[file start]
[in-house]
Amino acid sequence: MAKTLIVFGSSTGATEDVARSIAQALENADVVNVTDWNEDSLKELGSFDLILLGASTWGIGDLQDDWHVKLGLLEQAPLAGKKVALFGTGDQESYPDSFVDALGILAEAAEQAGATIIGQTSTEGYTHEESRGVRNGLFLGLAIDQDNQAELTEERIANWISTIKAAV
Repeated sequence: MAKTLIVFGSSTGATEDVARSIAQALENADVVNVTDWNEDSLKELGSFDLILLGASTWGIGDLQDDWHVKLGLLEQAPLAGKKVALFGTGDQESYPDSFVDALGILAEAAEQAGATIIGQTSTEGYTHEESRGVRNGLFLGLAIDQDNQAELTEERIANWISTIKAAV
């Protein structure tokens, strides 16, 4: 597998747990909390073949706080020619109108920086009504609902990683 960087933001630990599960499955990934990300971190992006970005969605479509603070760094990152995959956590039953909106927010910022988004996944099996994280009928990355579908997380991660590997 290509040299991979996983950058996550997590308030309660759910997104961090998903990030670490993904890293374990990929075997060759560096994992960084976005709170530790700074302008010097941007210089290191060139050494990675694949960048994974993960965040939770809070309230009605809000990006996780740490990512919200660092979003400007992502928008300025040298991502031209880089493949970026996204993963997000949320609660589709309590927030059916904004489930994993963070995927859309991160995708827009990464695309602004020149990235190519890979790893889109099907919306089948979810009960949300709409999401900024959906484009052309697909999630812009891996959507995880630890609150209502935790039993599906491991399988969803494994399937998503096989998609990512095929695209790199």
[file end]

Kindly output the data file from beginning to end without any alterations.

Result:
[in-house]
Amino acid sequence: MAKTLIVFGSSTGATEDVARSIAQALENADVVNVTDWNEDSLKELGSFDLILLGASTWGIGDLQDDWHVKLGLLEQAPLAGKKVALFGTGDQESYPDSFVDALGILAEAAEQAGATIIGQTSTEGYTHEESRGVRNGLFLGLAIDQDNQAELTEERIANWISTIKAAV
Repeated sequence: MAKTLIVFGSSTGATEDVARSIAQALENADVVNVTDWNEDSLKELGSFDLILLGASTWGIGDLQDDWHVKLGLLEQAPLAGKKVALFGTGDQESYPDSFVDALGILAEAAEQAGATIIGQTSTEGYTHEESRGVRNGLFLGLAIDQDNQAELTEERIANWISTIKAAV
């Protein structure tokens, strides 16, 4: 597998747990909390073949706080020619109108920086009504609902990683 960087933001630990599960499955990934990300971190992006970005969605479509603070760094990152995959956590039953909106927010910022988004996944099996994280009928990355579908997380991660590997 290509040299991979996983950058996550997590308030309660759910997104961090998903990030670490993904890293374990990929075997060759560096994992960084976005709170530790700074302008010097941007210089290191060139050494990675694949960048994974993960965040939770809070309230009605809000990006996780740490990512919200660092979003400007992502928008300025040298991502031209880089493949970026996204993963997000949320609660589709309590927030059916904004489930994993963070995927859309991160995708827009990464695309602004020149990235190519890979790893889109099907919306089948979810009960949300709409999401900024959906484009052309697909999630812009891996959507995880630890609150209502935790039993599906491991399988969803494994399937998503096989998609990512095929695209790199």